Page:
Home of first night pro baseball game may be torn down - KOAM TV 7

Home of first night pro baseball game may be torn down


A southeast Kansas baseball stadium with a rich history might soon be torn down and some people aren't too happy about it.

Some residents say the stadium in Independence, Kansas is an important piece in the city's history:  Mickey Mantle played there in 1949 and in 1930 the first night game in professional baseball was played there.

Others residents say it's time to demolish what's left of the stadium to make use of the space.

All that remains of the field are concrete bleachers and it sits in a small corner of the Independence High School football stadium.

Museum president Dan Dollison was a ball boy for the semi-pro team that called the field its home in 1949 and recalls spending time with Mantle.

"First night I saw him play I was in the bleachers, got there that evening," says Dollison.  "I'd ride my bicycle over there and he'd peddle me out to the ball park."

Norman Chambers is a museum board member and he remembers playing ball at the stadium and says he's sad to see it deteriorating.

"The first night professional baseball game and there is only one and when the first one is gone there isn't anything else," says Chambers.  "In my view that's significant enough to at least, explore all options to save it in some form."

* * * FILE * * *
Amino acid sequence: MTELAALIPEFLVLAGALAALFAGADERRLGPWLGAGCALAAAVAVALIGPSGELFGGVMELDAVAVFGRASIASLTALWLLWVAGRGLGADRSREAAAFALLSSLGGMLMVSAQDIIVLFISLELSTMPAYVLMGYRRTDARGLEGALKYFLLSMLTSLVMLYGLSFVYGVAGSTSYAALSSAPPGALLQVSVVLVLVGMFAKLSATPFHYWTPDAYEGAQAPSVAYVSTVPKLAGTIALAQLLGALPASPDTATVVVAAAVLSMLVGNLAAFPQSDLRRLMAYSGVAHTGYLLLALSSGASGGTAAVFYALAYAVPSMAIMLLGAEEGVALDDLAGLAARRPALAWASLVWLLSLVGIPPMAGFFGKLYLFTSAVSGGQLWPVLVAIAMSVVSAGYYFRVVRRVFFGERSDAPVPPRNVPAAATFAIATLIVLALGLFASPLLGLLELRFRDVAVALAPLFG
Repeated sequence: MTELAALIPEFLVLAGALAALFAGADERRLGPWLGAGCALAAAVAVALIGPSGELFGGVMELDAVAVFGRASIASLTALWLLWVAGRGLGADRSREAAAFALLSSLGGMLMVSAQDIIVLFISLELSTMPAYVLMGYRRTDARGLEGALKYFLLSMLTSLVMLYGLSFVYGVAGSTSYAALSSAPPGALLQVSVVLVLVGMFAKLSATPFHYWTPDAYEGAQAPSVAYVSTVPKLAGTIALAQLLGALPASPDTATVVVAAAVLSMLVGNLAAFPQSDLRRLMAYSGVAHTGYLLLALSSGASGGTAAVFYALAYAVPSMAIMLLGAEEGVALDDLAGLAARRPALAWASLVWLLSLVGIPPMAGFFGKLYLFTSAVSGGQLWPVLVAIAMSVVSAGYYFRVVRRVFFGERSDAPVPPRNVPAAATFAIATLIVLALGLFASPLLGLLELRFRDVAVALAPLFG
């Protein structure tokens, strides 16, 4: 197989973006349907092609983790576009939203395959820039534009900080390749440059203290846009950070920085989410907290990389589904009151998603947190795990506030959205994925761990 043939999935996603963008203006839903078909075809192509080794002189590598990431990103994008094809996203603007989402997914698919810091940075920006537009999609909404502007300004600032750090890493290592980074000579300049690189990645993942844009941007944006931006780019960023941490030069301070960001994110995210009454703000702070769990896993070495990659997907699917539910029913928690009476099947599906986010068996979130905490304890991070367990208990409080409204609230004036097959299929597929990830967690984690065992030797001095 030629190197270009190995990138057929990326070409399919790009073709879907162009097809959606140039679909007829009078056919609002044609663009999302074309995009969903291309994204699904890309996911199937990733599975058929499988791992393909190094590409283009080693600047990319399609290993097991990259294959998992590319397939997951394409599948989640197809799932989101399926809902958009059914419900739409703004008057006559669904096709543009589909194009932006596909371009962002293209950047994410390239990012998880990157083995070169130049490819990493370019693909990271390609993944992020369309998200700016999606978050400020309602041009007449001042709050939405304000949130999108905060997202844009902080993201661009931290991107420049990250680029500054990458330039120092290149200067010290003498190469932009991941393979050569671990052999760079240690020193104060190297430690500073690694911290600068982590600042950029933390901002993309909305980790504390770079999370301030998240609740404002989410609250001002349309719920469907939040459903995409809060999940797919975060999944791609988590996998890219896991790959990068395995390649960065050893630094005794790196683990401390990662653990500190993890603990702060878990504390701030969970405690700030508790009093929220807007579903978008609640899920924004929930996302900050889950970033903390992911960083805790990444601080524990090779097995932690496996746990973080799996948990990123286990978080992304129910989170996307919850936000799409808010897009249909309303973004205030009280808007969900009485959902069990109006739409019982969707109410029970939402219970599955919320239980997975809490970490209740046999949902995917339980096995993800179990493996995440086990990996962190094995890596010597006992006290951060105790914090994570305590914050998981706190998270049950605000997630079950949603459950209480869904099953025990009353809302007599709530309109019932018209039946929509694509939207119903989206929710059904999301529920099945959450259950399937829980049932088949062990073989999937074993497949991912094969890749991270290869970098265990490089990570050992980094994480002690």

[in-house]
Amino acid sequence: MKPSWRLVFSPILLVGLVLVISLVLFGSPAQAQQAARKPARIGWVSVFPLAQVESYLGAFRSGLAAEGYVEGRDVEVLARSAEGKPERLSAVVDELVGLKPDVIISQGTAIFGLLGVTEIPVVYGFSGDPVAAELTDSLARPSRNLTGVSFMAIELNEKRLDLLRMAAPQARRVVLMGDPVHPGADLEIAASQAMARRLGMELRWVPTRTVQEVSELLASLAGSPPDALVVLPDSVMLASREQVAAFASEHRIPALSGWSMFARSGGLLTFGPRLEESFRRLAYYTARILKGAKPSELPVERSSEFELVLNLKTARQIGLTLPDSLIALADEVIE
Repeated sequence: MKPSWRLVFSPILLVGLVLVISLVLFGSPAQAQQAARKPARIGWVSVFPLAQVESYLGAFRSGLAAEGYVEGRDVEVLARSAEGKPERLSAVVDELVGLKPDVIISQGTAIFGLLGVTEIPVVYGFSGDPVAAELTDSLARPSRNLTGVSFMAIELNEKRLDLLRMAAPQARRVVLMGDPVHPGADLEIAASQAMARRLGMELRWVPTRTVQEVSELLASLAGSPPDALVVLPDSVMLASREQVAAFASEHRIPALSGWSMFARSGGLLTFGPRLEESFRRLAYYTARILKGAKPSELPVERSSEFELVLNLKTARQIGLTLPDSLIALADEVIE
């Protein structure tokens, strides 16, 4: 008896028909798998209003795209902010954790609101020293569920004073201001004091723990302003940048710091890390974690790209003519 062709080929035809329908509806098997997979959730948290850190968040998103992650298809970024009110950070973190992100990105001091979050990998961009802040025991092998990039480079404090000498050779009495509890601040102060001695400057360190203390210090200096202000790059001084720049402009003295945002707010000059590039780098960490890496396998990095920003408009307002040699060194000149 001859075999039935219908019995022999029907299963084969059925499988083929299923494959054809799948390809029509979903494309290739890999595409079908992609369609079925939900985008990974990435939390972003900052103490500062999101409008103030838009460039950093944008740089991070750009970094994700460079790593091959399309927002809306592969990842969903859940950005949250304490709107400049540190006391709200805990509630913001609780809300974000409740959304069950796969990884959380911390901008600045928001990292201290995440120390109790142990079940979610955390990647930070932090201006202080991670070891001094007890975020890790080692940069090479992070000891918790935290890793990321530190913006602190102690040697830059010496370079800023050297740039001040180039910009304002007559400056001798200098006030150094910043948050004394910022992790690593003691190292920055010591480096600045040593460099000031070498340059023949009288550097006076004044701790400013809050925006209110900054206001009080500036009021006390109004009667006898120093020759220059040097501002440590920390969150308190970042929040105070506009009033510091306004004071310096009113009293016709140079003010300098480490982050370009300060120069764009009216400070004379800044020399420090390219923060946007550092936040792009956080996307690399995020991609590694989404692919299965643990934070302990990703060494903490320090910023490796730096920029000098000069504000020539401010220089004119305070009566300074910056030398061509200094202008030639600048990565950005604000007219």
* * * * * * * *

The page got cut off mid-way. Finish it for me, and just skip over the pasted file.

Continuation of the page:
"To do what we have to do is going to be extremely expensive, to replace the bathrooms and all, it would be cheaper to knock this down, build bathrooms and concession stands here and then build a room that commemorates such as the fact that, the night baseball game and Mickey Mantle played here and all of those things," says superintendent Chuck Schmidt.  "Right now there is nothing here to tell you that.  All that's here are bleachers that are deteriorating."

Once the city of Independence and the schools raise enough money, the decision of what to do with the field will be made.

But for some, reserving the memories of legendary players, tearing down the existing structure, means taking away an important piece of southeast Kansas history.

"A community's history is very integral to its foundation, it's holistic nature and maybe even some what, its future," says Chambers.

The school district has many plans for the whole stadium in the near future, including making it ADA accessible.

However, if the decision to demolish the historic ball park passes, demolition would start at the end of next football season.

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